“Are you still willing to have her in your home as an emergency placement until a permanent foster family is found for her?” She asked with concern.“Of course” I answered.
I went on to explain that the truth of the matter is that if we didn’t already have any children, we would pursue things with Precious as a permanent foster/adoptive family- despite all of her issues. But the bottom line is that our daughter’s needs come first, which is precisely why we were willing to take Precious as an emergency placement but not willing to commit to being her permanent foster family (and possible adoptive family). The girls are just too close in age and there is just too much conflict- it’s not a fair situation to either of them. Precious needs a family who can give her a lot of individualized attention.
My husband and I both agreed that although we want another child more than anything, Precious is not the best fit for our family and vice versa. So if I know that in my head why do I feel so guilty in my heart about the prospect of her leaving to another family? I think it has something to do with this quote which another foster mother recently shared:
Five days after Precious was placed in our care our RFC planned on presenting Precious’s case in a meeting in an attempt to find a permanent foster family who would be the best possible fit for her. On the one hand, I wanted her to be placed as soon as possible because I knew that the longer she stayed with us the more attached everyone would become to each other and the harder it would be to say goodbye. On the other hand, such an important decision shouldn’t be rushed.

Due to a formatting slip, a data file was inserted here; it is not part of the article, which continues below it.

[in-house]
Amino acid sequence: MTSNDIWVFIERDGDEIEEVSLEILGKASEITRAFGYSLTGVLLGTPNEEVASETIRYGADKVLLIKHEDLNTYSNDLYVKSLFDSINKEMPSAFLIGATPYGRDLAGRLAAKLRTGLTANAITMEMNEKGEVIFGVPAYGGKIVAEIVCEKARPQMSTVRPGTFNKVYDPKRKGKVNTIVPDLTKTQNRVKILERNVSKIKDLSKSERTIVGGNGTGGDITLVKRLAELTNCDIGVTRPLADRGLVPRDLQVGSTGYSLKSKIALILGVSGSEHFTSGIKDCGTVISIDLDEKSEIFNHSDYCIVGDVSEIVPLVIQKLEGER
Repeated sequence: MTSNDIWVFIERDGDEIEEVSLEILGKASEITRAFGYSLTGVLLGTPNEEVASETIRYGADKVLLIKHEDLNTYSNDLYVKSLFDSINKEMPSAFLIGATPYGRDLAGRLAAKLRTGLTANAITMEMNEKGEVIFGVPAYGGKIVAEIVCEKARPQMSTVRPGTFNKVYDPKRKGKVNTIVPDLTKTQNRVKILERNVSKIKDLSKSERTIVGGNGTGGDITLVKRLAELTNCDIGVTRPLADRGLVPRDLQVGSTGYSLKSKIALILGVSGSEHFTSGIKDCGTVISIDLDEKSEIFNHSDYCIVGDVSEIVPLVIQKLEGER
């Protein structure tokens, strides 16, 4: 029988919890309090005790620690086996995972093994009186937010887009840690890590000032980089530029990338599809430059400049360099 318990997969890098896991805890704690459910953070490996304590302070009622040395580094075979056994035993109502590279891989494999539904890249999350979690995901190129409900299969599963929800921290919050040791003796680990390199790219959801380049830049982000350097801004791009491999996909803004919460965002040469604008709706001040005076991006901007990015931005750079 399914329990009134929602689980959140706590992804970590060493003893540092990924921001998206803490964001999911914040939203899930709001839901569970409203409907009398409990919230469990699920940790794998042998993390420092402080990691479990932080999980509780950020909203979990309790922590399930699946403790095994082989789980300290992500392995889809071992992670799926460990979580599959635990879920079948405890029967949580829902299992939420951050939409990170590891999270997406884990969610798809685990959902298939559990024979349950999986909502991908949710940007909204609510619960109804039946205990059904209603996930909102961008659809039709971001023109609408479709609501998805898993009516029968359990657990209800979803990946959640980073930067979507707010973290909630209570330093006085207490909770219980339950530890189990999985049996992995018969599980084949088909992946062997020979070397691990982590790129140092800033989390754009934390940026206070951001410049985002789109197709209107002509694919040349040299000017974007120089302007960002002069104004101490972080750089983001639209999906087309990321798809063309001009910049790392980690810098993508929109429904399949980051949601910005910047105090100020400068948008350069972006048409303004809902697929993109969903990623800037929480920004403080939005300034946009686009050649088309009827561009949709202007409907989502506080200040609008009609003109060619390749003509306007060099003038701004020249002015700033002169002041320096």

As relieved as we were at the prospect of Precious leaving and that our home could be back to “normal” again we were also deeply concerned for her and prayed that her new foster family would be as patient and nurturing as possible.
At the end of the workday on the fifth day that Precious was with us our RFC called us to report that as soon as they had narrowed down a list of foster families to be prospective placements for Precious and were about to start making phone calls, they received word that some relatives had stepped forward who were interested in doing a kinship placement.
Fortunately, these relatives live in our State so there would be no ICPC delays or complications and they were expected to be able to pass their background checks with no problems.
So the next question on our minds was: How much longer will Precious be in our home? The biggest question in foster care [whether in regards to the next meeting, court date, or in this case, transition to another foster home] is always “WHEN?” or “HOW SOON?”
The answer we were told is that it is possible that she could leave our home within a couple of days or she he could stay with us until the beginning of next week. Of course, one of the earliest lessons I ever learned as a foster parent is that things seldom go as planned.
We were relieved to hear that Precious would be able to stay with relatives rather than strangers. In fact, before hearing about the relatives and this kinship placement I called a transitional therapist to get her advice on how we could make the transition to her new foster home a little easier for her. I know that Precious was only with us a week, but that’s seven days of attachment and routine. My biggest worry was that she would feel rejected. It almost felt like what a disrupted placement must feel like since I had so many contradictory emotions like worry and guilt and relief all jumbled inside of me at once.